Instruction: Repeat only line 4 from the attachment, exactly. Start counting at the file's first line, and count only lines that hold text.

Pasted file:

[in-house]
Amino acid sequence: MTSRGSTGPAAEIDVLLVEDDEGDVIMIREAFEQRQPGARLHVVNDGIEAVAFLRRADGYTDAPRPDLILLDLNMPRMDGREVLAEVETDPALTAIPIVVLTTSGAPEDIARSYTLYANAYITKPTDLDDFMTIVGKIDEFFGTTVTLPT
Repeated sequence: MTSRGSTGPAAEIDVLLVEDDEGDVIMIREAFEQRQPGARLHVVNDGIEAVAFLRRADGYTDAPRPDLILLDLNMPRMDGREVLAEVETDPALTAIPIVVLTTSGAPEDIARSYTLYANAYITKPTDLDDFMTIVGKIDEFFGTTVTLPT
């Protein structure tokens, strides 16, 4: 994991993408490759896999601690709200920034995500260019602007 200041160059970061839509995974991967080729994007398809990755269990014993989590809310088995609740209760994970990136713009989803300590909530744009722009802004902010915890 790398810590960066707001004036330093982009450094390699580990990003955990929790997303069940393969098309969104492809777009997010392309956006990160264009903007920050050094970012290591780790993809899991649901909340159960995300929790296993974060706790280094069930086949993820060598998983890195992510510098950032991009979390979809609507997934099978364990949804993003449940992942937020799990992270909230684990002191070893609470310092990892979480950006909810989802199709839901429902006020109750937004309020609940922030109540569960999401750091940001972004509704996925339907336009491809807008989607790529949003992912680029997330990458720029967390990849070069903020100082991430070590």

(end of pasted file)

């Protein structure tokens, strides 16, 4: 994991993408490759896999601690709200920034995500260019602007 200041160059970061839509995974991967080729994007398809990755269990014993989590809310088995609740209760994970990136713009989803300590909530744009722009802004902010915890 790398810590960066707001004036330093982009450094390699580990990003955990929790997303069940393969098309969104492809777009997010392309956006990160264009903007920050050094970012290591780790993809899991649901909340159960995300929790296993974060706790280094069930086949993820060598998983890195992510510098950032991009979390979809609507997934099978364990949804993003449940992942937020799990992270909230684990002191070893609470310092990892979480950006909810989802199709839901429902006020109750937004309020609940922030109540569960999401750091940001972004509704996925339907336009491809807008989607790529949003992912680029997330990458720029967390990849070069903020100082991430070590």